A Brief History of Sri Lanka
Sri Lanka has had a continuous record of human settlement for more than two millennia. The Sinhalese claim to have been the origins of human inhabitants and earliest colonizers of Sri Lanka; first settling in the dry north-central regions as early as 500 B.C. Later, by about 240 BC, arrivals from India brought the Buddhism which helped to develop great civilizations in cities as such as Anuradhapura and Polonnaruwa.
According to Mahavamsa, one of the traditional chronicles of early Sri Lankan history, King Asoka of India sent his son, Arahat Mahinda, and daughter, Sangamitta Thero, to Sri Lanka from India to establish Buddhism on the island during the first century B.C. His son started the first order of monks, and his daughter the first order of nuns on the island. Buddhism quickly became the established religion and the focus of a strong nationalism. For almost 1500 years, Anuradhapura was the center of Sinhalese kingdom. Buddhism had flourished the kingdom with cultural greatness and civilization.
Anuradhapura was established as the first capital of Sri Lanka in ancient times. In the 2nd, 3rd and 4th centuries AD Sri Lanka became a rich kingdom. Great kings built large reservoirs and irrigation canals to take water from one area to another. Sri Lanka traded with India, China, Persia and Ethiopia. Anuradhapura also became the first Buddhist centre of Sri Lanka, characterized by the massive dome-shaped ‘stupas’ (also known as dagebas) which were built to contain sacred relics.
The main threat to Anuradhapura was from the Tamil rulers of south India, across the sea raiding the city. Continuous struggle between south Indian kingdoms and Sinhalese kingdom went on for over 1000 years. In the early 11th century, Tamils from South India invaded Sri Lanka and conquered Anuradhapura, and the capital was shifted from Anuradhapura to Polonnaruwa. However, the Sinhalese continued to resist and, in 1070 the Sinhalese ruler Vijayabahu recaptured the north.
In 1153 Parakrama Bahu the Great became the King and he reunited Sri Lanka and rebuilt the irrigation system. In the 13th century there were repeated invasions from India which began the political instability in Sri Lanka. The irrigation system broke-down and the people drifted to the Southwest. In 1255 the capital Polonnaruwa was abandoned.
In the end of 12th century the Tamils settled in the north of Sri Lanka. By the 15th century Sri Lanka was divided into 3 areas. In the north lived the Tamils and the other two were related to Buddhist – Sinhalese kingdoms, one in Kotte (Southwest of Sri Lanka) and the other in Kandy, the hill centre of the island.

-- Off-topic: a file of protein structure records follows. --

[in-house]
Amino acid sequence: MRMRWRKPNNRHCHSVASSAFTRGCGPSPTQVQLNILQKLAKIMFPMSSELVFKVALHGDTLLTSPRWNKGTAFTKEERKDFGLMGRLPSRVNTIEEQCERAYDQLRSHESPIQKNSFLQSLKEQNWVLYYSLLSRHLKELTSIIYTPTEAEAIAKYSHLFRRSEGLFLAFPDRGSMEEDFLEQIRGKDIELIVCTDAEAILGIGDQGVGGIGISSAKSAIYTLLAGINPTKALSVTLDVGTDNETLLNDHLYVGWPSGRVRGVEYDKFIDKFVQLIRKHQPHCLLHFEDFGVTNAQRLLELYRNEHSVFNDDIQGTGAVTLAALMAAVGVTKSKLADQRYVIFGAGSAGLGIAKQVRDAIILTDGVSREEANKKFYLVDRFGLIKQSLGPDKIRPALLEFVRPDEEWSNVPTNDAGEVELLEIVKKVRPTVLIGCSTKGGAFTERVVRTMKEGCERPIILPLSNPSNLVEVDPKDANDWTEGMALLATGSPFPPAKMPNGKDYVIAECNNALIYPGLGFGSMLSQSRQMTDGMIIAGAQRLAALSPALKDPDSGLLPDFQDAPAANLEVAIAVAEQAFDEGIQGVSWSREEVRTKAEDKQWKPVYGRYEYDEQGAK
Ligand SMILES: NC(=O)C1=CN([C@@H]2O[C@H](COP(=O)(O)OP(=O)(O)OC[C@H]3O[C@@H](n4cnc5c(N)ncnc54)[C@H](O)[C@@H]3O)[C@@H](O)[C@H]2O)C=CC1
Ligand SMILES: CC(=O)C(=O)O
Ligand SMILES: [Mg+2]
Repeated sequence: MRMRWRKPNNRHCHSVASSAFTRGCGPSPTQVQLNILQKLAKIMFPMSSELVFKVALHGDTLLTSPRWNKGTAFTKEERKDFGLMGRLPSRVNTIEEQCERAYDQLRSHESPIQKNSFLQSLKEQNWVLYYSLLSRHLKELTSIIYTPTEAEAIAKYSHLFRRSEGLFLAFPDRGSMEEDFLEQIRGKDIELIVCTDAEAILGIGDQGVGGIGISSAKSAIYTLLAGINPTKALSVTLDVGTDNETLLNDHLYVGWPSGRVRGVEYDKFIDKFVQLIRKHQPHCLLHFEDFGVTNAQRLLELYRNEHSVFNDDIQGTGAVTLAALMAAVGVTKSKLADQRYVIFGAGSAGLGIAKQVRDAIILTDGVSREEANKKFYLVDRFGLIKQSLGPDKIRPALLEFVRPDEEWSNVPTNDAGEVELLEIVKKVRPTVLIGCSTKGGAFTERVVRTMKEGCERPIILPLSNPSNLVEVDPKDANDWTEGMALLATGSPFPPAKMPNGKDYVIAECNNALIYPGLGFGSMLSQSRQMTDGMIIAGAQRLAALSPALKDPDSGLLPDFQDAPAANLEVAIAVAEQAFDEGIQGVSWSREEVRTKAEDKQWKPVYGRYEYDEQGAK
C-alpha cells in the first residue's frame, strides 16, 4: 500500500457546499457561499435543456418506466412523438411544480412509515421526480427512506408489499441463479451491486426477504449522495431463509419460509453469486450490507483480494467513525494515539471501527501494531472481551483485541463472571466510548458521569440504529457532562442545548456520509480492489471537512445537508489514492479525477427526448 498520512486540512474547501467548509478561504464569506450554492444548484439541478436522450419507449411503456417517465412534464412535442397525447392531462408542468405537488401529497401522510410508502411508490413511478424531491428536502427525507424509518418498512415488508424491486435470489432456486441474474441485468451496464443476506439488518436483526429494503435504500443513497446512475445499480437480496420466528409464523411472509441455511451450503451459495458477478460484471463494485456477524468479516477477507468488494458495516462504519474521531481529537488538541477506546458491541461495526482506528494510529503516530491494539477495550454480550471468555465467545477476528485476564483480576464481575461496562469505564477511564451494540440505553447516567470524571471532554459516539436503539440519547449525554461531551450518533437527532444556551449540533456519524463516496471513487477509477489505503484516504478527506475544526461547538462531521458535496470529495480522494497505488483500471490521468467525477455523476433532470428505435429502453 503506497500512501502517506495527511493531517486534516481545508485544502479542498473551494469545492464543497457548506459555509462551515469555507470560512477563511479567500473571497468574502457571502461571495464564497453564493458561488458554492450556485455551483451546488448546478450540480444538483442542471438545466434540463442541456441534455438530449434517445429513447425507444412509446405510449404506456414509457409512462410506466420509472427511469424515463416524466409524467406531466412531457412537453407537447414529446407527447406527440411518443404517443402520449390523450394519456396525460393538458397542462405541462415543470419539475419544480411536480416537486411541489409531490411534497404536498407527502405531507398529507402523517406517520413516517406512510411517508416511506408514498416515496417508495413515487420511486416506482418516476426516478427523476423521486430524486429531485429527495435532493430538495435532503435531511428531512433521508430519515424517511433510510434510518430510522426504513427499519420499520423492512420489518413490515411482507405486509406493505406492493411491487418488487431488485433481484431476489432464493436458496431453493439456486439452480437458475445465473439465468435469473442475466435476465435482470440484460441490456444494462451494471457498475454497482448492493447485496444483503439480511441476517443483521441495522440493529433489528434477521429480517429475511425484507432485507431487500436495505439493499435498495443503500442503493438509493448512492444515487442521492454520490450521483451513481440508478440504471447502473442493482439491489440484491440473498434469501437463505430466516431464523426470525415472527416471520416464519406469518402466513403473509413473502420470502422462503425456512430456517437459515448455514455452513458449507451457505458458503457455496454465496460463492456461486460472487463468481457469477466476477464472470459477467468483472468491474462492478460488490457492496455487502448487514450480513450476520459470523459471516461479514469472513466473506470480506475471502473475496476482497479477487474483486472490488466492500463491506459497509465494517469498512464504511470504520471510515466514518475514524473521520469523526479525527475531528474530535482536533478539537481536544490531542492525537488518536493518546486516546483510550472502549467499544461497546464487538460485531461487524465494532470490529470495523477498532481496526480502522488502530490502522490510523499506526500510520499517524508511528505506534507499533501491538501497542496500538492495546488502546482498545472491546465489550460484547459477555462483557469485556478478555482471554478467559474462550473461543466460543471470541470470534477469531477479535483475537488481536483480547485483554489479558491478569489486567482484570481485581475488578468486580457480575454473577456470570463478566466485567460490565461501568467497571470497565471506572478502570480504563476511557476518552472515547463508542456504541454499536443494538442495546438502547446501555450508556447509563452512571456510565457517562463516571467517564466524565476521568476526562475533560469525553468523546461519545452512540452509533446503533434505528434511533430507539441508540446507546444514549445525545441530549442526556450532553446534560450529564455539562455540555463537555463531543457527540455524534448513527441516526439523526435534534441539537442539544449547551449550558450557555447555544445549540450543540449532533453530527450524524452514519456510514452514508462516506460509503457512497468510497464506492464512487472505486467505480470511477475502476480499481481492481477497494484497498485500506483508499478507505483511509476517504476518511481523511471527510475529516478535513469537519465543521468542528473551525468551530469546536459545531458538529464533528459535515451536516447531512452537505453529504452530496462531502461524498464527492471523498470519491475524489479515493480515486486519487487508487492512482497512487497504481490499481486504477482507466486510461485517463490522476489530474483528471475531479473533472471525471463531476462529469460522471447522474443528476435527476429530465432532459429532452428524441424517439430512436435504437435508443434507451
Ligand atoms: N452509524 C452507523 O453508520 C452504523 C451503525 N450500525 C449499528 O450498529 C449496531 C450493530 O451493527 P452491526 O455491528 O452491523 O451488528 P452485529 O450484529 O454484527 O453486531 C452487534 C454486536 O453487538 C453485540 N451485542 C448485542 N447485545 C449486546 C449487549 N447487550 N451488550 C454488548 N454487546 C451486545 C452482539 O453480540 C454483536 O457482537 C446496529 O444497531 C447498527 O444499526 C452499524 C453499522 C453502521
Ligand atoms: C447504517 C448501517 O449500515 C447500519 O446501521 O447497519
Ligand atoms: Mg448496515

The European domination began in the 16th century with the arrival of the Portuguese and lasted more than 400 years. Portuguese controlled the coasted Sri Lanka for nearly 150 years and were driven out by the Dutch arriving at the Island in 1658 who were succeeded by the British invaders in 1796. The Island was under British control for the next 152 years. During this period Sri Lanka’s agricultural industry was very successful and the economy was based mainly on Tea, Rubber and Coconut.
Post Colonial History
During World War ll, Sri Lanka was still under British power and the dominion status was negotiated with the leader of the State Council D.S Senanayake who was also the Vice Chairman of the Board of Ministers. In 1947 The Ceylon Independence Act was passed and the transfer of power was formalized. At the same time the UNP (United National Party) was formed by the D.S Senanyaka and won the 1947 election. On February 4, 1948 the new constitution came in to power making Sri Lanka a dominion and the leader of UNP D.S.Senanayake became the first prime Minister.
Important mile stones
1948 - Ceylon gained independence
1956 - S.W.R.D Bandaranayaka elected as the Prime Minister
1959 - S.W.R.D. was assassinated
1965 - UNP won the election
1970 - Sirimavo Bandaranayake (wife of S.W.R.d Bandaranaake) elected to power
1972 - Constitution was amended and Ceylon became Republic of Sri Lanka
1977 - J.R Jayawardene (UNP) became the first executive president with effect from 1978
1983 - Beginning of the civil war in the north and east
1993 - President Premasada was killed by LTTE
1994 - Chandrika Kumaratunga elected as the President
2004 - In December more than 30,000 people were killed when Tsunami hit the coastal area
2005 - Mahinda Rajapaksha won the Presidential election
2009 - Government defeated Tamil tigers ending the civil war
2010 - President Mahainda Rajapaksh elected as the president for the second time